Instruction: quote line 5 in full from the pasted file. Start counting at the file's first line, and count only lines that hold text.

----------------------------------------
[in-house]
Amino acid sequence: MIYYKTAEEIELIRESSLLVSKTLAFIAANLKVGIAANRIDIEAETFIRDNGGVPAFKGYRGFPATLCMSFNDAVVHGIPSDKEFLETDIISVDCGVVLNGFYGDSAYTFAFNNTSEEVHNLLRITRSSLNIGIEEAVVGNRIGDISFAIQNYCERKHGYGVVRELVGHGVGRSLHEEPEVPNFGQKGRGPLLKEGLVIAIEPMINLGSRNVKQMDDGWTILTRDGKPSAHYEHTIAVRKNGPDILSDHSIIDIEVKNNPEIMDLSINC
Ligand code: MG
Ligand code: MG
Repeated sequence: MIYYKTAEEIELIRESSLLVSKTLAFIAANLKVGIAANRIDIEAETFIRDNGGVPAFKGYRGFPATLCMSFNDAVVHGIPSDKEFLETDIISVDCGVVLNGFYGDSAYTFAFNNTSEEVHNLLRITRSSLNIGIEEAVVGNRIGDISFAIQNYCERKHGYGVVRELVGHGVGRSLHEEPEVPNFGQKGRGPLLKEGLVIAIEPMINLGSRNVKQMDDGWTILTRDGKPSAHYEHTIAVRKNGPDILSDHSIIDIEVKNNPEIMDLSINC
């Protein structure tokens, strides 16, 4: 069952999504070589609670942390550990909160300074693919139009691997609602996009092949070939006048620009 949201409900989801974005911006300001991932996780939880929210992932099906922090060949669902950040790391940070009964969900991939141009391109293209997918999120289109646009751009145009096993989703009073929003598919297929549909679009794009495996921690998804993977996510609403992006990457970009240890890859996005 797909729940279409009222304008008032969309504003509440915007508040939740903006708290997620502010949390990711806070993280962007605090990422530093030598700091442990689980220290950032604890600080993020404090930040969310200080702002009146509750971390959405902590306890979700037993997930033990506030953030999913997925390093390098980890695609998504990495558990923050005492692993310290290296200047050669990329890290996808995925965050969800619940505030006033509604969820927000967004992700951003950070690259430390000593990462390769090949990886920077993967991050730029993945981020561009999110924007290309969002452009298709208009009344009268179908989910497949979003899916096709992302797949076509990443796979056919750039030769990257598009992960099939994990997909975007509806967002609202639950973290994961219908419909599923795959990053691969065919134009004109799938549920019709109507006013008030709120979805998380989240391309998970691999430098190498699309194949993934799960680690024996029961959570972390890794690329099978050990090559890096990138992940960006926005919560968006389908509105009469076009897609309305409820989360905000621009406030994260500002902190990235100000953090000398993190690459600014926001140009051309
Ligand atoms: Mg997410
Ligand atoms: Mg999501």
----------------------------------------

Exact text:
Repeated sequence: MIYYKTAEEIELIRESSLLVSKTLAFIAANLKVGIAANRIDIEAETFIRDNGGVPAFKGYRGFPATLCMSFNDAVVHGIPSDKEFLETDIISVDCGVVLNGFYGDSAYTFAFNNTSEEVHNLLRITRSSLNIGIEEAVVGNRIGDISFAIQNYCERKHGYGVVRELVGHGVGRSLHEEPEVPNFGQKGRGPLLKEGLVIAIEPMINLGSRNVKQMDDGWTILTRDGKPSAHYEHTIAVRKNGPDILSDHSIIDIEVKNNPEIMDLSINC